Amazon.com (NASDAQ:AMZN) came with numbers that are pleasing Wall Street again. Even after that meteoric rise. Net sales increased 35% to $2.89 billion in the second quarter; Net income increased 257% to $78 million in the second quarter, or $0.19 per diluted share. Consensus estimates out of First Call put the numbers at $0.15 EPS on revenues of $2.81 Billion.
NEXT QUARTER GUIDANCE: Net sales are expected to be between $3.0 billion and $3.175 billion; Operating income is expected to be between $75 million and $110 million, or grow between 88% and 175% compared with third quarter 2006. This guidance includes $50 million for stock-based compensation and amortization of intangible assets, and it assumes, among other things, that no additional intangible assets are recorded and that there are no further revisions to stock-based compensation estimates. ESTIMATES are $0.15 EPS & $3.01 Billion revenues.
FISCAL 2007 GUIDANCE: Net sales are expected to be between $13.80 billion and $14.30 billion; Operating income is expected to be between $540 million and $640 million, or grow between 39% and 65% compared with 2006. This guidance includes $185 million in the same charges as above. ESTIMATES are Fiscal December-2007 $1.01 EPS and $13.85 Billion.
SYNOPSIS: On the numbers alone, the earnings guidance numbers have to be interpolated but the revenues are both above the mid-point for next quarter and the fiscal year. The company did note that revenues were impacted favorably by $46 million in the quarter, but it is still 33% growth ex-currency and seems to be pleasing the street in after-hours trading. Shares tanked at the end of the day in a week market by more than 3% to $69.25, but shares are now up almost 8% back above $74.00.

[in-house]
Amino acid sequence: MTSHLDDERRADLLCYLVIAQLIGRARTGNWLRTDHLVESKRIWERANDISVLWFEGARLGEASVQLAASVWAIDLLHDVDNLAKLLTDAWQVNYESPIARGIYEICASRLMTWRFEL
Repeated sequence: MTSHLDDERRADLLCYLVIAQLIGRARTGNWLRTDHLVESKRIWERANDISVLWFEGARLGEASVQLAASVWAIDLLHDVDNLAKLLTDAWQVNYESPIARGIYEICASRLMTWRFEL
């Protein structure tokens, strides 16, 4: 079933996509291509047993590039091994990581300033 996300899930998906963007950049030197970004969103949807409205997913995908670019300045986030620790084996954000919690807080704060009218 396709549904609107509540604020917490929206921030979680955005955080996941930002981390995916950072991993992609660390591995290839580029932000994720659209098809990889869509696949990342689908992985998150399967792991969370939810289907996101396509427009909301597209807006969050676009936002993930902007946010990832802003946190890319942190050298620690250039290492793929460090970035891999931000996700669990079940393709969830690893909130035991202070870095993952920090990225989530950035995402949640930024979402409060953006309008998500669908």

Amazon is also sticking with the aggressive Amazon Prime feature, or so it seems with the promotion. This has been a pro and a con for many an analyst, but if it was deemed poor internally then the company would consider something different. That massive short interest looks to be having some advantages for investors who stuck with the company. You can bet that Jim Cramer will be touting this as one of his "New Four Horsemen of Tech" after this reaction. Here was our preview ahead of the numbers earlier today.
Jon C. Ogg
July 24, 2007
Jon Ogg can be reached at firstname.lastname@example.org; he does not own securities in the companies he covers.